Turkey sentenced a former beauty queen to 14 months in prison, after she shared a poem on social media that was deemed insulting to the country's president.

An Istanbul court found Merve Buyuksarac, 27, guilty of insulting a public official, deepening a crackdown that has reached journalists, academics and even schoolchildren.

The court said the sentence would be suspended on condition that she did not reoffend within the next five years.

The case is one of almost 2000 defamation suits that have been brought against critics of Recep Tayyip Erdogan since he became President in 2014.


Free speech advocates say the law is being used to silence and intimidate critics as far afield as Germany.

Buyuksarac, who was crowned Miss Turkey in 2006, was briefly detained last year, a year after she shared the poem on Instagram. It apparently used verses from the Turkish national anthem to criticise Erdogan.

She later deleted the post, which was originally shared in 2014, apparently on advice from a friend who had warned she may have committed a crime.

Buyuksarac, a graduate who describes herself as a designer and writer and has worked as a model and appeared on a reality television show, was one of thousands of people to share the poem.

It did not mention Erdogan - who was then Prime Minister - by name, but alluded to a corruption scandal that allegedly involved his family.

It was titled The Master's Poem, an apparent reference to Erdogan's remark that his third term as Prime Minister would be his "master phase".

The President's lawyer told the court that Buyuksarac's actions had gone beyond "the limits of criticism" and amounted to "an attack" on the President's personal rights.

In public comments last year, she pointed out that she had not been responsible for the adaptation. "I shared it because it was funny to me. I did not intend to insult Recep Tayyip Erdogan," she said.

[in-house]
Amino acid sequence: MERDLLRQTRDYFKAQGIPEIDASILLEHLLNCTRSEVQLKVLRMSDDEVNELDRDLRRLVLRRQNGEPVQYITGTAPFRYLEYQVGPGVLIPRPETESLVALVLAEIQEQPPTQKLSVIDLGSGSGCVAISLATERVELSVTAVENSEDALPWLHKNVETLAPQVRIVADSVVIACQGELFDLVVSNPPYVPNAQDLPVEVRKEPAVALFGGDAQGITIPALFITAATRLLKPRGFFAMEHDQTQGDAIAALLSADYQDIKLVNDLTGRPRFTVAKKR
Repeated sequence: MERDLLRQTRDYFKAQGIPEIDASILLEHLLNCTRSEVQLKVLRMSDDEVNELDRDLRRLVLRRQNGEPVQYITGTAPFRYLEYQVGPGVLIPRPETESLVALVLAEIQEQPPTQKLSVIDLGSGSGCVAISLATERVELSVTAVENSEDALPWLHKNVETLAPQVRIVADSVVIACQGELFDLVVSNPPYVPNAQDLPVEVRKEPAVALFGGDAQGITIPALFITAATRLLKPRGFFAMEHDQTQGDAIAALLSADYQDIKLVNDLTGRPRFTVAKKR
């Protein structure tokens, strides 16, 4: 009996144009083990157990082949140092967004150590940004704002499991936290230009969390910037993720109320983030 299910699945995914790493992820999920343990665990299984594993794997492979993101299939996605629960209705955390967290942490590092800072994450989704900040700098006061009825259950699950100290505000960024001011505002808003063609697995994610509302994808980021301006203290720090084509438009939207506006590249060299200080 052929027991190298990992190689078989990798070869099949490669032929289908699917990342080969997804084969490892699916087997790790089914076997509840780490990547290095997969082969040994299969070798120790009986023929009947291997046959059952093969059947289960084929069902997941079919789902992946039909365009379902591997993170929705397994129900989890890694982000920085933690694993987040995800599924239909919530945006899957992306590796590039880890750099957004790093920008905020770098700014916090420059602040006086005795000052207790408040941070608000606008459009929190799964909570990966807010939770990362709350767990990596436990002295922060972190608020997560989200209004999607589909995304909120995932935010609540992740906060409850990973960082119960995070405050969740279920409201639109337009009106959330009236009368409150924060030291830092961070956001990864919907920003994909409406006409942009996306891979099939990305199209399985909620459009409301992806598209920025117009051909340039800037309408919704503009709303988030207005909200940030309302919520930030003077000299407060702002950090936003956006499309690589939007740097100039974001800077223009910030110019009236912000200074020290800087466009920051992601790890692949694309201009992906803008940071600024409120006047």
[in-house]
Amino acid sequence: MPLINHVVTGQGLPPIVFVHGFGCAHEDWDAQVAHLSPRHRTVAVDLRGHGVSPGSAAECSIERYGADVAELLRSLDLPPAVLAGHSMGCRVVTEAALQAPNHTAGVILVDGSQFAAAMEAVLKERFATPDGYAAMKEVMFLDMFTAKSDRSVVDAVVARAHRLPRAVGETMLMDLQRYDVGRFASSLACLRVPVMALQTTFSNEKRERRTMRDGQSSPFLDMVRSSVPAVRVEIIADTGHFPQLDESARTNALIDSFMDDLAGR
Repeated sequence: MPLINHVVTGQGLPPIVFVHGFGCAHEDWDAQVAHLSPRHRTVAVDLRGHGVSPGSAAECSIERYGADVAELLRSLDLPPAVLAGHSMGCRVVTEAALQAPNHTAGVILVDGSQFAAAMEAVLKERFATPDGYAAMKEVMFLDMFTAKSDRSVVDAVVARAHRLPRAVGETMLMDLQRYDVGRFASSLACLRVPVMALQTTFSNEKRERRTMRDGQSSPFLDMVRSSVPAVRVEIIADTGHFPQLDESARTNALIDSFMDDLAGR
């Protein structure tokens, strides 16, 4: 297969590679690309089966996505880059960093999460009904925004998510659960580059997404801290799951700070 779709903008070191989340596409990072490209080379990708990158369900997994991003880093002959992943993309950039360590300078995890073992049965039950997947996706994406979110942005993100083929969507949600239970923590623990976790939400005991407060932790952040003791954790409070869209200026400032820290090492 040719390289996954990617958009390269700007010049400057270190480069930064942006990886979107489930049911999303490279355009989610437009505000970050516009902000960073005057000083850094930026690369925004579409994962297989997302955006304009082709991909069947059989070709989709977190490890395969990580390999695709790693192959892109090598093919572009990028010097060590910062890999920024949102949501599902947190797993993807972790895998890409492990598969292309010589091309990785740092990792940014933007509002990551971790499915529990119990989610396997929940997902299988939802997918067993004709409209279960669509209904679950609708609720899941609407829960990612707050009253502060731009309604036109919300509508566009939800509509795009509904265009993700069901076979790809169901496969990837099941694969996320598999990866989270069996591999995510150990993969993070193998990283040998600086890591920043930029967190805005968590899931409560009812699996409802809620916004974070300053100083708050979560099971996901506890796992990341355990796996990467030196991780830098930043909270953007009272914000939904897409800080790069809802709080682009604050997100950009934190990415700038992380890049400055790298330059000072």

Turkey's new wave of defamation cases are part of a growing tightening up of enforcement. The trials have prompted alarm at the erosion of rights and freedoms in a country once seen as a model of Muslim democracy.

Erdogan's Government has also been criticised over its decision to pursue cases beyond Turkey's borders. In April, Turkish lawyers invoked a rarely-use German law to file a case against a comedian there, Jan Boehmermann, who had performed a poem insulting Erdogan.

When a German media executive jumped to Boehmermann's defence, the lawyers tried - unsuccessfully - to bring an injunction against him too.

The controversies come almost two decades after Erdogan himself was jailed over a poem he read at an Islamist rally. The Turkish leader served four months in prison in 1998, after prosecutors said it challenged the nation's secular order. Erdogan has said the poem was "was an attention-getter".

Turkish authorities insist that personal freedoms in Turkey have increased under the rule of Erdogan's Islamist AK Party.

Turkish police detained more than a dozen activists and imposed a heavy security blanket in Istanbul on the third anniversary of protests that posed the biggest challenge to the President's rule.

The 2013 protests began as a grassroots movement to stop plans for the redevelopment of Gezi Park in central Istanbul but snowballed into a wave of nationwide wave of anger against the authorities.